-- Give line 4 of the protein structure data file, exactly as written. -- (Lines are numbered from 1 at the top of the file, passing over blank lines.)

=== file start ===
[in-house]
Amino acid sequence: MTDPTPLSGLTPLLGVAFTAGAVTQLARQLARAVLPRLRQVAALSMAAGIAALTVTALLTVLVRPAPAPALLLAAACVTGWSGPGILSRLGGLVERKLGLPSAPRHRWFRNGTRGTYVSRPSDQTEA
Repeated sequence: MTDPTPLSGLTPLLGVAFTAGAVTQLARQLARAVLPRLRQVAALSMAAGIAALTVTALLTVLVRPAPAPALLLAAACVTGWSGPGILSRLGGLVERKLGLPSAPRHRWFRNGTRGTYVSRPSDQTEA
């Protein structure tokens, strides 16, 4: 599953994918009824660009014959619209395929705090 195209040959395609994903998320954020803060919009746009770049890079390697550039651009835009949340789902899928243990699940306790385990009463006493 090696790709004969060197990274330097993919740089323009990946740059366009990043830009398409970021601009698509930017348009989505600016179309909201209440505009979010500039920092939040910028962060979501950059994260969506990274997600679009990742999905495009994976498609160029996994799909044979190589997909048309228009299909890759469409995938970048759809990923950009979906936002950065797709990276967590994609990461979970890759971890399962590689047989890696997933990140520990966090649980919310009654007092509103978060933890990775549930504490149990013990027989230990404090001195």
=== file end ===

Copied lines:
């Protein structure tokens, strides 16, 4: 599953994918009824660009014959619209395929705090 195209040959395609994903998320954020803060919009746009770049890079390697550039651009835009949340789902899928243990699940306790385990009463006493 090696790709004969060197990274330097993919740089323009990946740059366009990043830009398409970021601009698509930017348009989505600016179309909201209440505009979010500039920092939040910028962060979501950059994260969506990274997600679009990742999905495009994976498609160029996994799909044979190589997909048309228009299909890759469409995938970048759809990923950009979906936002950065797709990276967590994609990461979970890759971890399962590689047989890696997933990140520990966090649980919310009654007092509103978060933890990775549930504490149990013990027989230990404090001195």